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Pakistan: Gwadar's struggle against capitalist "development"

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The port city of Gwadar in Balochistan is the starting point for the China-Pakistan Economic Corridor, CPEC, a key strategic link in Beijing's "Belt and Road Initiative". Despite the prestige projects of an international airport, power stations, new port facilities and expressways, however, the local people of the whole region have seen no benefits. Worse, the mainstay of the local economy, in-shore fishing, has been virtually destroyed by the arrival of powerful trawlers from China.

After years of broken promises of new jobs and industries, November saw a radical change in the scale of protests as a new movement, Gwadar Haq Do, Rights for Gwadar, was launched. Its sit-in in the city attracted hundreds of thousands in support of its 19 demands, including a ban on trawlers, removal of barriers to cross border trade with Iran, removal of security checkpoints, a crackdown on illegal drug trafficking, prioritised employment for local people, an end to police harassment and action on the hundreds of "Missing People" - activists believed to have been abducted by security services.

The scale of the movement alone made this a milestone in Balochistan's struggle for development, but even more significant was the involvement, for the first time, of huge numbers of women. They said they had been forced out of their homes because their men lost their jobs after illegal fishing by trawlers and restrictions on trade on the Iranian border. They complained of their extreme poverty, of families going hungry, the lack of clean water and electricity and the complete absence of health and education services.

The Gwadar movement spread to other cities and brought support from all over Balochistan. This is happening because there has been a significant change since the outbreak of the pandemic covid 19. It has had the effect of mobilising the great mass of people whose numbers overcame their fear of the state.

Now, Baloch students are also protesting for their rights, facing police brutality and arrests but demanding the government back down over privatisation of Bolan Medical College and the University of Balochistan. The students closed the university in protest at the enforced disappearance of two of their fellow students. In their support, there was a large-scale closure of educational institutions in Balochistan and the government was forced to negotiate and to assure recovery. It remains to be seen how successful this will be, but it is a great achievement for the Baloch students.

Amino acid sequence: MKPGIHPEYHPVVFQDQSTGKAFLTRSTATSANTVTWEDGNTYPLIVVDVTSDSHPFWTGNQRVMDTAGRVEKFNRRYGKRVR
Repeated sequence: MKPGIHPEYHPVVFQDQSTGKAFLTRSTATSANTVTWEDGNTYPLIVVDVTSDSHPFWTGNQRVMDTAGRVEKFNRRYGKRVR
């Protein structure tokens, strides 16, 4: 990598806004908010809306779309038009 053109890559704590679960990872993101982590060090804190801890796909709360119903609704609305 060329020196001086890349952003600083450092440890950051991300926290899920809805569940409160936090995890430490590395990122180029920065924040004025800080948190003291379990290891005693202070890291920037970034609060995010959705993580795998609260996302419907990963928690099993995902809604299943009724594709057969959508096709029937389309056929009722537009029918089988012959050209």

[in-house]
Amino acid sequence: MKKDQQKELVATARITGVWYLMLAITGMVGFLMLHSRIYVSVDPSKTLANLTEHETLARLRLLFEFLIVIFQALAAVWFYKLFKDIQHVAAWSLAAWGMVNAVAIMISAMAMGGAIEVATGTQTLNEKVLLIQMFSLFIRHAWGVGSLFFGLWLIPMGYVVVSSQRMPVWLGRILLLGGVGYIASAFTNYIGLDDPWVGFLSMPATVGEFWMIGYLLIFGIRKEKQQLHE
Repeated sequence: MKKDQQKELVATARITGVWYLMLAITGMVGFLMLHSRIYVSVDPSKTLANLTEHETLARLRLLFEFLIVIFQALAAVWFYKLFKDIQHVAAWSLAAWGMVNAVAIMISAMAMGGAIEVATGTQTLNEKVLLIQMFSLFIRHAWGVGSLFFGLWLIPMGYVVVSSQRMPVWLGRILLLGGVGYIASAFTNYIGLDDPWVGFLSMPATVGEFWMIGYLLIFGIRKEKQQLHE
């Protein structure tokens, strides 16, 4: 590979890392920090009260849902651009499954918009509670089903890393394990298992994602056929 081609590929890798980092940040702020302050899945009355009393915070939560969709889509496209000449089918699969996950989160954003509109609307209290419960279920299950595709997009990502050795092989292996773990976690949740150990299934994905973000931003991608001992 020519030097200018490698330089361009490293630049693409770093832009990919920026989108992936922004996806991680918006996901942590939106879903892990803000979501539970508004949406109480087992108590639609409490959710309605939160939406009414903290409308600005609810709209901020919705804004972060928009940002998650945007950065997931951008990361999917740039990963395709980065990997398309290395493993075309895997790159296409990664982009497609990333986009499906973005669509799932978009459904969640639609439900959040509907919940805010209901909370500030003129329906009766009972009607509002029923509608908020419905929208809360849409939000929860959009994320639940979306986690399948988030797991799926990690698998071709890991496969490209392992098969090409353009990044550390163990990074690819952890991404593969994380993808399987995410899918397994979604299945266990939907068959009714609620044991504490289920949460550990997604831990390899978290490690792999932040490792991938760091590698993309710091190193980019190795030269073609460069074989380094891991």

Baloch society is now becoming more active politically. Previously the only confrontation was between the security services and the guerrilla fighters but now students, women, workers, the lower middle class and the poor, in short, the mass of the population, have entered the political arena, demanding control over their own future.

This movement, therefore, is a big step forward for Baloch society but to advance it must organise itself. Not surprisingly, the initial leadership of the movement came from religious figures, notably Maulana Hidayat, General Secretary of Jamaati-Islami in Balochistan. It was he who negotiated the agreement with the government that ended the sit-in. But Jamaati-Islami was previously an ally of the security services, and the movement needs a more reliable, above all an accountable, leadership.

We call for all sectors; fishermen, workers, women's organisations, students, to elect their own action committees and for coordination between them. We demand that all projects undertaken in Gwadar should be subject to the agreement of these popular organisations. Whatever the political or religious loyalties, the movement is objectively a struggle against capitalist exploitation and the subordination of the region to the interests of Chinese imperialism and socialists should support it in every possible way.

The best support will be to spread understanding of the movement and solidarity with it among the working class and poor farmers of the rest of Pakistan. Right across the country, millions are facing increasing hardship not only as a direct result of the pandemic and rising prices of essentials but from government policies to protect the interests of the biggest corporations, Pakistani and imperialist.

Socialists must give a lead in organising the struggles for both economic and political demands by calling for democratic self-organisation in trades unions and community organisations. Only such organisations can both provide effective and accountable leadership in the struggle and build the basis for the overthrow of the existing system and its replacement by a democratically planned socialist society. All those activists who understand the need for this struggle must organise themselves, building a new, revolutionary workers' party in Pakistan.